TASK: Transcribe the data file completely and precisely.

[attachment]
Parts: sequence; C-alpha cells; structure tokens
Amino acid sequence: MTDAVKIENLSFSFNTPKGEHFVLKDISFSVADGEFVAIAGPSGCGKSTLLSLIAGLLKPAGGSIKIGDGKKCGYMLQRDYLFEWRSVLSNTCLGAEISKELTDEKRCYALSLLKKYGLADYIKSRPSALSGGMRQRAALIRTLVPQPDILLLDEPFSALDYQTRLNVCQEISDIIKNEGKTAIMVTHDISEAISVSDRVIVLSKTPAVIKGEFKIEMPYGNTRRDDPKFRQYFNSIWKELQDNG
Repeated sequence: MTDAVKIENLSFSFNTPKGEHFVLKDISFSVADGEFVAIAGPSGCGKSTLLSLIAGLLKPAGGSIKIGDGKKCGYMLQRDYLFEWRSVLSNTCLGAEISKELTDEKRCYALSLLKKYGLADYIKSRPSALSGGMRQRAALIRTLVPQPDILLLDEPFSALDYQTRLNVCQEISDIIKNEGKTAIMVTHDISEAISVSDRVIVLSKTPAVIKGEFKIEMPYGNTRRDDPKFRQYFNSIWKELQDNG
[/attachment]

Parts: sequence; C-alpha cells; structure tokens
Amino acid sequence: MTDAVKIENLSFSFNTPKGEHFVLKDISFSVADGEFVAIAGPSGCGKSTLLSLIAGLLKPAGGSIKIGDGKKCGYMLQRDYLFEWRSVLSNTCLGAEISKELTDEKRCYALSLLKKYGLADYIKSRPSALSGGMRQRAALIRTLVPQPDILLLDEPFSALDYQTRLNVCQEISDIIKNEGKTAIMVTHDISEAISVSDRVIVLSKTPAVIKGEFKIEMPYGNTRRDDPKFRQYFNSIWKELQDNG
Repeated sequence: MTDAVKIENLSFSFNTPKGEHFVLKDISFSVADGEFVAIAGPSGCGKSTLLSLIAGLLKPAGGSIKIGDGKKCGYMLQRDYLFEWRSVLSNTCLGAEISKELTDEKRCYALSLLKKYGLADYIKSRPSALSGGMRQRAALIRTLVPQPDILLLDEPFSALDYQTRLNVCQEISDIIKNEGKTAIMVTHDISEAISVSDRVIVLSKTPAVIKGEFKIEMPYGNTRRDDPKFRQYFNSIWKELQDNG